Aberdeen Man Reflects on Convention Atmosphere
Fresh from his experience as a state delegate at the Democratic National Convention in Charlotte, Aberdeen resident Maurice Holland Sr. called the experience a “positive, inspiring and memorable mountain-top moment.”
Holland says he has plenty of memories and plenty of work to do before the November election.
“I got to meet a lot of dignitaries,” he said. “I spent a lot of time handing out my (business) card, because there are people that you can call on their expertise in the future.
“It was like a concert or a championship game that has piqued your interest. It really was a once-in-a-lifetime experience.”
The longtime resident of the Midway community in Aberdeen said he will do his best to register voters and get them out to vote by providing them with information about the president’s agenda.
North Carolina is viewed by political observers as a key swing state in November.
Reflecting on the three-day convention, Holland called his trip to Charlotte for the DNC memorable.
“Politically, I have never met a more positive, foward-looking group of people,” Holland said.
He praised all of the speakers for staying on the message that President Obama inherited an economic “hole,” that he has made some significant accomplishments while in office, and where the country must go from here.
He said First Lady Michelle Obama’s speech Tuesday night was “off the hook,” and that former President Bill Clinton on Wednesday delivered “one of the best speeches he’s ever given.”
But both speeches were topped, Holland said, by President Obama when he spoke Thursday night after he formally accepted the party’s nomination.
“It was fantastic,” he said. “The program was out of sight, and the speakers were dynamite.”
Holland said the atmosphere in the arena was electric when President Obama took the stage.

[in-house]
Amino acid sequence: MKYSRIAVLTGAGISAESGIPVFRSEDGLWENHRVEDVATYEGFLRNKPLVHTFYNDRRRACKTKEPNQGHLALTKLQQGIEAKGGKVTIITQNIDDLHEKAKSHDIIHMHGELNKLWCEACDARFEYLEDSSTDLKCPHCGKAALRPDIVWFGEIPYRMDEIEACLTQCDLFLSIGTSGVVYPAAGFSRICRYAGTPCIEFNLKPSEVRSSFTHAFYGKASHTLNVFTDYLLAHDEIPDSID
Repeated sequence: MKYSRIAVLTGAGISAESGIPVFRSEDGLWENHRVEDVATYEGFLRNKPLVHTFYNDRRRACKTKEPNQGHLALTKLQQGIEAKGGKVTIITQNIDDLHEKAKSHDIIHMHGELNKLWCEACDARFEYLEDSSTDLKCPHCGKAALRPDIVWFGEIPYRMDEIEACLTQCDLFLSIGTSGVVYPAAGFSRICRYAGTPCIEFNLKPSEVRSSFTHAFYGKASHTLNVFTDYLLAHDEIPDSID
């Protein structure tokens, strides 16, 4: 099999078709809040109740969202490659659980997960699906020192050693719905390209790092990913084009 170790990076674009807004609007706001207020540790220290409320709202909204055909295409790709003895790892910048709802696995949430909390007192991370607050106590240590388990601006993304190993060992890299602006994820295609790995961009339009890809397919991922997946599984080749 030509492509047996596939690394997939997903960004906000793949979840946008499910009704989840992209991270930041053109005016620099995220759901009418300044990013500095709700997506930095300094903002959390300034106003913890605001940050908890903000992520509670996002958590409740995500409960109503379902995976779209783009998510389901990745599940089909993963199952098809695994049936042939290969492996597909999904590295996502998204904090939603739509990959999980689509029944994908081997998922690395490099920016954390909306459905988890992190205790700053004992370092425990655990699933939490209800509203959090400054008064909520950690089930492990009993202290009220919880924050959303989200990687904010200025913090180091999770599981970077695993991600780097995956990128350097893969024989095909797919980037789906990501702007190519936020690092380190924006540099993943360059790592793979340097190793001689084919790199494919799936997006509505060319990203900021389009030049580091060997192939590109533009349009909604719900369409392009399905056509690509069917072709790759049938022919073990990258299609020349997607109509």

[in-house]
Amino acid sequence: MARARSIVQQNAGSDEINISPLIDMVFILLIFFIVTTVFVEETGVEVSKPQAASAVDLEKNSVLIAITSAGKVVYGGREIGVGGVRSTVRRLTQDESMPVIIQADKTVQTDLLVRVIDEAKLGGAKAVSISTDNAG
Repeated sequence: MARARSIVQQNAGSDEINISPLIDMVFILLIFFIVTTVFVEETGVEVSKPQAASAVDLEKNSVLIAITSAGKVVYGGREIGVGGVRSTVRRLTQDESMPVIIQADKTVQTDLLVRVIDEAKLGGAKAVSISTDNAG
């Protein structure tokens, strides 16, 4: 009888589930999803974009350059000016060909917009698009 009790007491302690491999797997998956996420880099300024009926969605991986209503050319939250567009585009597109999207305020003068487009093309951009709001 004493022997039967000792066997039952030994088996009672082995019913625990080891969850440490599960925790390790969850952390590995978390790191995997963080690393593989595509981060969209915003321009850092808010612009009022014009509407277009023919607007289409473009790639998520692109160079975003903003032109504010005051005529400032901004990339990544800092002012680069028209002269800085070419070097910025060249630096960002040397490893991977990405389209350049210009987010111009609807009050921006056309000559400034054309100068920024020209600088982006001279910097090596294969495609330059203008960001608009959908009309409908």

“You couldn’t hear his speech for the cheering,” Holland said. “He had delegates and other attendees swinging from the rafters. There were no empty seats. I have never seen that type of enthusiasm in my lifetime.”
Seated at the front left of the stage during the convention, Holland not only had a great view of the proceedings, he said he received a few calls from family and friends who told him that they had seen him during the televised coverage of the event.
Another highlight of the convention for Holland was his interview with a reporter from an Israeli newspaper.
Holland said one of the big takeaways for him from the convention was the down-to-earth nature of so many of the higher level elected officials, and how they were approachable and easy to communicate with.
Holland also thanked those who elected him a delegate and vowed to continue to work hard on their behalf.
He is the latest of a handful of Moore County residents who have attended national political conventions in recent years. At the end of August, state Sen. Harris Blake attended the Republican National Convention in Tampa, where Mitt Romney accepted the party’s nomination for president.
In 2008, Moore County’s Tessie Taylor attended the 2008 Democratic National Convention in Denver, while Dolores “Do” Shaver of Seven Lakes and Dr. Jim Taylor of Southern Pines attended the Republican National Convention in St. Paul, Minn.
Contact Tom Embrey at (910) 693-2484 or tembrey @thepilot.com.
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